e on display for two months, conveniently during the period the Democratic National Convention took place in Denver, Colo.
The idea for the sweaters came from guitarist Rick Nielson of the band Cheap Trick, who always wore personalized sweaters. Taking a cue from Nielson, Auerbach wears her creations in her everyday life, but saves the matching sweater and skirt combination for special occasions, such as lectures.
She said she receives a few comments from strangers when she wears the sweaters out — one of her creations once sparked a long political discussion with a person seated next to her on an airplane — but the sweaters have gotten a larger response online, much of which is positive.
Auerbach sees sweaters as more of a keepsake, unlike T-shirts which are more likely to turn into rags with wear. She is interested in how the messages on the sweaters evolve over time.
“I was always interested in sweaters as a medium and how the meaning would change if it was on a sweater,” she said.
Each individual sweater is unique, but Auerbach said she wouldn’t mind having more of them in the world, with limitations.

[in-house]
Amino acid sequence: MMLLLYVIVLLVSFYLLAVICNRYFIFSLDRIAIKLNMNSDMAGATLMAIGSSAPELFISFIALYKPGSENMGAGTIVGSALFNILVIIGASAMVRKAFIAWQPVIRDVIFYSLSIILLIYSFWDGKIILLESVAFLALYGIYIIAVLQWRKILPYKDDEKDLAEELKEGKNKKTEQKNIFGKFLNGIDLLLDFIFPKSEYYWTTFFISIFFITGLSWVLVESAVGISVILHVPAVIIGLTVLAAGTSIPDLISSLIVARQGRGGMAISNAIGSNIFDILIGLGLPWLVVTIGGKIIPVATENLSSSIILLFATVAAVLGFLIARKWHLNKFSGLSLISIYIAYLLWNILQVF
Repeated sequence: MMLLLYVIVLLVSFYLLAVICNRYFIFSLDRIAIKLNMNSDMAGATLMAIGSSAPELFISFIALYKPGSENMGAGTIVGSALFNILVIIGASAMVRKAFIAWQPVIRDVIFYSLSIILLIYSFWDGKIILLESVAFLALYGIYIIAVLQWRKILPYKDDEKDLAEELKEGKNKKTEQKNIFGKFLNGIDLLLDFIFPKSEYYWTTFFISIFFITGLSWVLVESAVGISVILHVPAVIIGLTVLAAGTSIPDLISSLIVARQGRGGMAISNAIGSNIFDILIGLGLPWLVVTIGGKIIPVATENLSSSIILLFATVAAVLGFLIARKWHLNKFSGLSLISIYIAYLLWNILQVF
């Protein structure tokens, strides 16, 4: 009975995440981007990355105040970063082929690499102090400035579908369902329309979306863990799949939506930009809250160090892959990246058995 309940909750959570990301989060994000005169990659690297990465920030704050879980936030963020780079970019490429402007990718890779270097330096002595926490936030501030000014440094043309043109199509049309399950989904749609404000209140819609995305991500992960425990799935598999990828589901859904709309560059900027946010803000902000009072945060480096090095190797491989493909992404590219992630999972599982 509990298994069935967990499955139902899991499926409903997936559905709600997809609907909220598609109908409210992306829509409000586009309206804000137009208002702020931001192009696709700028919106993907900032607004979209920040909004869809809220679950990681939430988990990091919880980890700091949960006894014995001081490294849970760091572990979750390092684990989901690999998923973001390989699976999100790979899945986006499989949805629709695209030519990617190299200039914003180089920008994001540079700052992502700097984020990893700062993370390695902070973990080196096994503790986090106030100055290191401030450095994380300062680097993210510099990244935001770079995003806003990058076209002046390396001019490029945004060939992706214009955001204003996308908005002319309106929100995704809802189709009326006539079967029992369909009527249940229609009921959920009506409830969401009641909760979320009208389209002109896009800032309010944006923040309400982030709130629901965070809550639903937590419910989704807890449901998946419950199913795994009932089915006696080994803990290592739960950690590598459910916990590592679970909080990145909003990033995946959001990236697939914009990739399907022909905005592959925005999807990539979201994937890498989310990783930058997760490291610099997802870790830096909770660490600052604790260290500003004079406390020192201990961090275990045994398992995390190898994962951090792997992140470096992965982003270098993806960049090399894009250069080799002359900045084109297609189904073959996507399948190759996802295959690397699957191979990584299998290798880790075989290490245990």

“I don’t want to be a production house and I don’t want to farm them out to a Third World country,” she said.
But she insists that she is no one-note artist: the sweaters are just one project for Auerbach, who said she doesn’t want to become known as the “Sweater Lady.”
The Tract House is another one of her recent endeavors. The tracts, inspired by religious tracts, are small publications on various subjects that are printed for distribution. They resemble well-designed pamphlets. There is an overall theme for Auerbach’s series of tracts — the current one is Darwin — and the individual tracts are written on subjects as varied as making clothes for fish and finding a use for weeds. The writers come up with their own topics and graphic designer Roman Jaster designs the tracts with some input from Auerbach, who oversees the whole project.
“I was interested in taking that method of proselytizing and using it on topics I am more interested in than religion,” Auerbach said.
She first came upon religious tracts at the Free Tract Society in Los Angeles, Calif. where it is possible, according to Auerbach, to buy them the pound.
“[It was the] best distribution model I had ever seen,” she said.